The penis is an organ with an impressive ability to multi-task, having urinary, sexual and reproductive functions.   As a urinary organ, it allows directed urination that allows men to stand to urinate and have a directed urinary flow, a very handy benefit, especially useful with respect to certain public restrooms. As a sexual and reproductive organ, the erect penis permits vaginal penetration and sexual intercourse and functions as a conduit for the placement of semen into the vagina, and hence DNA transfer and perpetuation of the species.  No other organ in the body demonstrates such a great versatility in terms of the physical changes between its “inactive” versus “active” states.

Penile rigidity is on the basis of blood flow. The human penis has no bone, unlike the penis of many other mammals.  The function of the “bony” or os penis in those mammals that have it is to facilitate sexual intercourse by maintaining penile rigidity.  The female equivalent is the os clitoris, a bone in the clitoris that maintains rigidity, also not found in humans.  The human penis obtains its bone-like rigidity (hence the slang term boner) by virtue of blood filling and inflating the spongy tissue within the two erectile cylinders of the penis (corpora cavernosa), similar to air inflating the tire of a car.  Clitoral rigidity occurs in identical fashion, although on a much smaller scale.

Erections are necessary to make the penis rigid enough to achieve vaginal penetration.  The price paid for penile rigidity is the small chance of an injury occurring when erect—as opposed to being flaccid, which is state that is protective against blunt injuries. A penile fracture is a rare but dramatic occurrence in which the outer sheath surrounding the erectile cylinders of the penis ruptures under the force of a strong blow to the erect penis.  It is not unlike the tire of a car being driven forcibly into a curb, resulting in a gash in the tread. Even though there is no bone in the human penis, the term fracture is an appropriate term for the injury, because the outer sheath literally ruptures, resulting in a break of the integrity of the erectile cylinders. A fracture of the penis is a medical emergency, and prompt surgical repair is necessary to obtain satisfactory cosmetic and functional results.

DSC01443

Blunt traumatic injuries rarely occur to the non-erect penis by virtue of its mobility and flaccidity.  Blunt trauma to the penis is usually of concern only when the penis is in an erect state. When the penis is rigid, there is peak tension and stretch on the outer sheath. A penile fracture occurs when this outer tunic—already under internal stretch and tension by virtue of the expansion of the erectile cylinders—is further subjected to external blunt trauma. This usually occurs under the situation of vigorous sexual intercourse, most often when the penis slips out of the vagina and strikes the perineum (area between the vagina and anus, known in slang terms as the taint), sustaining a buckling injury.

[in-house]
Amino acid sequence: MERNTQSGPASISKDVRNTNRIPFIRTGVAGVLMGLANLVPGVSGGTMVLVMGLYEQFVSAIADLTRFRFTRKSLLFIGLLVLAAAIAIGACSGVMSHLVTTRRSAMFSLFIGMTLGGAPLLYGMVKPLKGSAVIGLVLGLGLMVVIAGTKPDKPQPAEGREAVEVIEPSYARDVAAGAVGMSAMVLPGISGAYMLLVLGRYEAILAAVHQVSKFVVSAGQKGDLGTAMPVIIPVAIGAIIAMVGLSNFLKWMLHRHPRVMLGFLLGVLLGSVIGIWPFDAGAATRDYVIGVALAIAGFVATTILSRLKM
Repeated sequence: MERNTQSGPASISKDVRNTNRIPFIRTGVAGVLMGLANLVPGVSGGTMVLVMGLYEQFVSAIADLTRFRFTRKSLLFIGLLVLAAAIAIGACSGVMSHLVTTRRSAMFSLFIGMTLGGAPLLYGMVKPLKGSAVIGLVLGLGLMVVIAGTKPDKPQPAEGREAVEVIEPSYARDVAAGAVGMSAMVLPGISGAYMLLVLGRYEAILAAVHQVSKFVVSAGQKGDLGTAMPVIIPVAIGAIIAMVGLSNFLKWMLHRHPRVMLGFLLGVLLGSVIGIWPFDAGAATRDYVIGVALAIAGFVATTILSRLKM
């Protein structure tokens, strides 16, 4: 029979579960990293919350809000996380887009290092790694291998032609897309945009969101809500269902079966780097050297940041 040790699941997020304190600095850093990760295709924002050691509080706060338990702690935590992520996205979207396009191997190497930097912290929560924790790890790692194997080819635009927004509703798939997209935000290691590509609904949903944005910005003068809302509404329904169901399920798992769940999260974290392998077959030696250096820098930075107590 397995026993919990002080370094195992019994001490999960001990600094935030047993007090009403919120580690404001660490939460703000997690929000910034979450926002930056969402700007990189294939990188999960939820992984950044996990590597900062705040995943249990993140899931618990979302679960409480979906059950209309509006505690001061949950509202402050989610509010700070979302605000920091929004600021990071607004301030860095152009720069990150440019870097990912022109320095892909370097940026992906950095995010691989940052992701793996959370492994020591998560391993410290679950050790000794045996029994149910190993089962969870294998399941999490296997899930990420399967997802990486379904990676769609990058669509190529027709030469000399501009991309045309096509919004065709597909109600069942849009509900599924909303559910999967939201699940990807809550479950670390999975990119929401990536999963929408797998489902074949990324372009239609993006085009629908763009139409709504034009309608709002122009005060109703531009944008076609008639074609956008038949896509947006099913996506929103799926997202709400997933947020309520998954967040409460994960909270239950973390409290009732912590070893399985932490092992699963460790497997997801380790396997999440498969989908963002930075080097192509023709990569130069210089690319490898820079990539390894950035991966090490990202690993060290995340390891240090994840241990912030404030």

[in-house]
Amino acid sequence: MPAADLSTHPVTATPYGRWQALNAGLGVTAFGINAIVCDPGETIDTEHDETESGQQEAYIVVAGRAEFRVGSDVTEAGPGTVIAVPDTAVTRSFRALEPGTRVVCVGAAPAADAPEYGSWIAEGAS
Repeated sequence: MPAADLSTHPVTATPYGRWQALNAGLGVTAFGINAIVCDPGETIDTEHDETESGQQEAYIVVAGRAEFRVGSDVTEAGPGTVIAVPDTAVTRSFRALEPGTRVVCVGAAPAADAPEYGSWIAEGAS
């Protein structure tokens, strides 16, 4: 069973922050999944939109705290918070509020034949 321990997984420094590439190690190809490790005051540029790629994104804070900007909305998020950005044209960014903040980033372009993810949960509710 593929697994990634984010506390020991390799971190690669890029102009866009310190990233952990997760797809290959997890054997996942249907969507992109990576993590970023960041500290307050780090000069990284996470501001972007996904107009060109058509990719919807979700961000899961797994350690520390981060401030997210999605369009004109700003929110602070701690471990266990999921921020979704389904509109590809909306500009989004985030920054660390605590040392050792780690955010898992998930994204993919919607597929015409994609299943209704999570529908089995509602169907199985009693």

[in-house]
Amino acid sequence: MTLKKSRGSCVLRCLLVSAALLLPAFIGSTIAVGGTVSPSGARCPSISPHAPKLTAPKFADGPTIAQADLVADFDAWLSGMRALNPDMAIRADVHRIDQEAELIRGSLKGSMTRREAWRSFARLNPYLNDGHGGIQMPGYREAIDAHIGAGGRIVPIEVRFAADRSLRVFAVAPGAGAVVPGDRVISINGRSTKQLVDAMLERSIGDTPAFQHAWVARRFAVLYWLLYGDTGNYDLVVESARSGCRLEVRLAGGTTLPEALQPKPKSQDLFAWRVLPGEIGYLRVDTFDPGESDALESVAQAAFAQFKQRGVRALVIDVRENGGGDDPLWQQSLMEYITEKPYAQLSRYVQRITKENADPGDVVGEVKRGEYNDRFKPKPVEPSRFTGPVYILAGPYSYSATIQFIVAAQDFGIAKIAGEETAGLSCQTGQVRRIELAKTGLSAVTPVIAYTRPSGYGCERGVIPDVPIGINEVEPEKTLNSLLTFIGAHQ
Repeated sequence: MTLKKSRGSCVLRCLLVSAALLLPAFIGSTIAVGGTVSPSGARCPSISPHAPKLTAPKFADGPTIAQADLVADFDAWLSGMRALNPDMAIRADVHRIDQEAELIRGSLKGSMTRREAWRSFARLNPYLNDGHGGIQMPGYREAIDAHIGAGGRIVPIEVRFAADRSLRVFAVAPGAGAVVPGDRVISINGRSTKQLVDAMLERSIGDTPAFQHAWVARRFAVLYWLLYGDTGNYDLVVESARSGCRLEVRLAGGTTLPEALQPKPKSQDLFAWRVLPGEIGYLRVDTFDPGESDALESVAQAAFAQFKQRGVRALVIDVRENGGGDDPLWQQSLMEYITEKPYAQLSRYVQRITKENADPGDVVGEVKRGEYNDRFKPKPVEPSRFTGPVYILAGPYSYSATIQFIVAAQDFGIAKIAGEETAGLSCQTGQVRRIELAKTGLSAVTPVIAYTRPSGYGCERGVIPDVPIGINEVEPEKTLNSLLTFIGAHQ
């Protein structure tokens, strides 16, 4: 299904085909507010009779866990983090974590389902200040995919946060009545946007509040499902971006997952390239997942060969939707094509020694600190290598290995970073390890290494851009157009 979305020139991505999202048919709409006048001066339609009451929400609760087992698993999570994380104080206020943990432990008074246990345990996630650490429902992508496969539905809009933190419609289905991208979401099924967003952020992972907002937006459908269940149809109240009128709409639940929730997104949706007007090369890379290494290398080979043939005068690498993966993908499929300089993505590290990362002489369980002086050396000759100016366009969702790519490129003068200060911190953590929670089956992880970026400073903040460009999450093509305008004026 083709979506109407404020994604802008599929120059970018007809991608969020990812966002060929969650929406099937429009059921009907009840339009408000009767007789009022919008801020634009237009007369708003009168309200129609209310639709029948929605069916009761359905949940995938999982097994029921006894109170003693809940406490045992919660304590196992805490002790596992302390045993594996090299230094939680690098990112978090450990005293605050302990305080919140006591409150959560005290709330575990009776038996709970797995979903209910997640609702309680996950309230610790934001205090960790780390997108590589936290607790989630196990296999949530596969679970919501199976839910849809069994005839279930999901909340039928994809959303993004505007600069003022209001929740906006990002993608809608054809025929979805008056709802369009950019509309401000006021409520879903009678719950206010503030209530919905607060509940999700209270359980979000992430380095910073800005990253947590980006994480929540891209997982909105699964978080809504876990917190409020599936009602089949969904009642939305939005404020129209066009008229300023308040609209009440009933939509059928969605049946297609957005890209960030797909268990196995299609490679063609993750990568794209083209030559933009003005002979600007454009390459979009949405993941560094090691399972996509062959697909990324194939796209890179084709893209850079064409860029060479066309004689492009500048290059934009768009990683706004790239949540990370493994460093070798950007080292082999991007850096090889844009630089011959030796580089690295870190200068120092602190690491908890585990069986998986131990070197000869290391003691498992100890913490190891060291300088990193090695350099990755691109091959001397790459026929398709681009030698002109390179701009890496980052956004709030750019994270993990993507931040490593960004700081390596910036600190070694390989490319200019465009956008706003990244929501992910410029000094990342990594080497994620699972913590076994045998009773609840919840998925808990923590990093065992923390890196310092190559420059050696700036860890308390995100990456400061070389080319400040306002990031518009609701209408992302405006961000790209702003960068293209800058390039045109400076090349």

In other words, she “zigs” and he “zags,” and a forcible miss-stroke occurs of sufficient magnitude as to rupture the outer sheath housing the erectile cylinders.  Fracture can also occur under the circumstance of rolling over or falling onto the erect penis as well as any other situation that could inflict damage to the erect penis, such as walking into a wall in a poorly illuminated room or very forcible masturbation.

A penile fracture typically causes a rather classic and dramatic clinical scenario. An audible popping sound occurs as the outer sheath ruptures, followed by acute pain, rapid loss of erection, and purplish discoloration and extreme swelling of the penis, as the blood within the erectile cylinders escapes through the rupture site, similar to a blow-out of a car tire.

 

MRI can be used to demonstrate the precise site, extent and anatomy of the fracture.  Penile fractures need to be promptly addressed in the operating room, as surgical repair of the injury is important in order to maintain erectile function and minimize scarring of the erectile cylinders that could result in penile bending and angulation. Essentially, the skin of the penis is temporarily de-gloved (peeled back like a banana skin) and the fracture is identified and repaired with sutures, after which the skin is reattached.

If allowed to heal on its own without surgical intervention, scarring will occur at the site of the fracture and many patients will develop a penile curvature with erections.  As a result of the scar tissue, when an erection occurs, there is asymmetrical expansion of the erectile cylinders, resulting in a penile bend or deviation that can be to the extent as to preclude or require extreme acrobatics to have sexual intercourse.

The long and the short of it is that penile fracture is a rare but serious occurrence; this emergency situation demands an expedient trip to the operating room to maintain satisfactory erectile function.

Andrew Siegel, M.D.

Author of Promiscuous Eating: Understanding and Ending Our Self-Destructive Relationship with Food: www.promiscuouseating.com